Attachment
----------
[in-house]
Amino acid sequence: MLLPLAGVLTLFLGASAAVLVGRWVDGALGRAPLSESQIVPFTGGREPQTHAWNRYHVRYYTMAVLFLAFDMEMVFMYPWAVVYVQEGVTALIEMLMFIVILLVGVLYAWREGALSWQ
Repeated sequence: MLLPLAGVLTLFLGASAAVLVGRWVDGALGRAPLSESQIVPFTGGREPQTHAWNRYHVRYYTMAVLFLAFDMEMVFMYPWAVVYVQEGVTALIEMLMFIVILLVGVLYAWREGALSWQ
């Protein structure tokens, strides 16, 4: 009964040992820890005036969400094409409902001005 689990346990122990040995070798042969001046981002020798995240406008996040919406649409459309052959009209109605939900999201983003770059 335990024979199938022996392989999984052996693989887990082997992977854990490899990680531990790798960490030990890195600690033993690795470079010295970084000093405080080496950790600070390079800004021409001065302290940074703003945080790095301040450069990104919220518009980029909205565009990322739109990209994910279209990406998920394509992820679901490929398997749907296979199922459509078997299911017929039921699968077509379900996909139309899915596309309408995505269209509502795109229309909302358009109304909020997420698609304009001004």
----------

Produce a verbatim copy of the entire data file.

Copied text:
[in-house]
Amino acid sequence: MLLPLAGVLTLFLGASAAVLVGRWVDGALGRAPLSESQIVPFTGGREPQTHAWNRYHVRYYTMAVLFLAFDMEMVFMYPWAVVYVQEGVTALIEMLMFIVILLVGVLYAWREGALSWQ
Repeated sequence: MLLPLAGVLTLFLGASAAVLVGRWVDGALGRAPLSESQIVPFTGGREPQTHAWNRYHVRYYTMAVLFLAFDMEMVFMYPWAVVYVQEGVTALIEMLMFIVILLVGVLYAWREGALSWQ
């Protein structure tokens, strides 16, 4: 009964040992820890005036969400094409409902001005 689990346990122990040995070798042969001046981002020798995240406008996040919406649409459309052959009209109605939900999201983003770059 335990024979199938022996392989999984052996693989887990082997992977854990490899990680531990790798960490030990890195600690033993690795470079010295970084000093405080080496950790600070390079800004021409001065302290940074703003945080790095301040450069990104919220518009980029909205565009990322739109990209994910279209990406998920394509992820679901490929398997749907296979199922459509078997299911017929039921699968077509379900996909139309899915596309309408995505269209509502795109229309909302358009109304909020997420698609304009001004």